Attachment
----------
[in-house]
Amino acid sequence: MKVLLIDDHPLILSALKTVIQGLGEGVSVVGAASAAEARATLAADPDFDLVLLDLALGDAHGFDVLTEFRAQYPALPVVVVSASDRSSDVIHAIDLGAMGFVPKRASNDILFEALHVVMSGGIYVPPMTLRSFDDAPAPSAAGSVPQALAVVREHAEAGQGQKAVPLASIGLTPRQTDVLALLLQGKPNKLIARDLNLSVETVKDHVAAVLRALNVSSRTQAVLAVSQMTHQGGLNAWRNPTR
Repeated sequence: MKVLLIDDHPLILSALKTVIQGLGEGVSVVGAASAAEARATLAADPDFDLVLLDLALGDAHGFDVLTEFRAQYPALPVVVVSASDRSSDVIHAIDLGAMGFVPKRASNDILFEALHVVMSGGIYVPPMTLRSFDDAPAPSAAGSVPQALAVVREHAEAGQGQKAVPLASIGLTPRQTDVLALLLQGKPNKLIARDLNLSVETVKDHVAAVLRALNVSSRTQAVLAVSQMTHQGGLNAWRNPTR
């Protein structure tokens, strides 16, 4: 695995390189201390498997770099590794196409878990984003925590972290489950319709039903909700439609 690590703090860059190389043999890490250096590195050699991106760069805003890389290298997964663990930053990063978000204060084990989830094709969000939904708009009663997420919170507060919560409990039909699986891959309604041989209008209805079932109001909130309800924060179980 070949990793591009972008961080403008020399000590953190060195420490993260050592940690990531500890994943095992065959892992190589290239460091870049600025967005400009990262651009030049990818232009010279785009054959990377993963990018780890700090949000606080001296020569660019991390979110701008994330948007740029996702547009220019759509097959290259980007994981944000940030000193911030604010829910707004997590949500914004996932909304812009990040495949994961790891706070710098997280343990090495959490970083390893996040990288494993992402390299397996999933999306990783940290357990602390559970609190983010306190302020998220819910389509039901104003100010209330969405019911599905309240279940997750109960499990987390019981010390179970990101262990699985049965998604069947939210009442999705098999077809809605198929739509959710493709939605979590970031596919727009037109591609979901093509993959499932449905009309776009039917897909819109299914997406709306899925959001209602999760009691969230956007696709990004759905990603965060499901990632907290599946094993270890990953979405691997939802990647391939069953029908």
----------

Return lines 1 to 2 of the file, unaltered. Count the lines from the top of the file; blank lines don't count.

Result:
[in-house]
Amino acid sequence: MKVLLIDDHPLILSALKTVIQGLGEGVSVVGAASAAEARATLAADPDFDLVLLDLALGDAHGFDVLTEFRAQYPALPVVVVSASDRSSDVIHAIDLGAMGFVPKRASNDILFEALHVVMSGGIYVPPMTLRSFDDAPAPSAAGSVPQALAVVREHAEAGQGQKAVPLASIGLTPRQTDVLALLLQGKPNKLIARDLNLSVETVKDHVAAVLRALNVSSRTQAVLAVSQMTHQGGLNAWRNPTR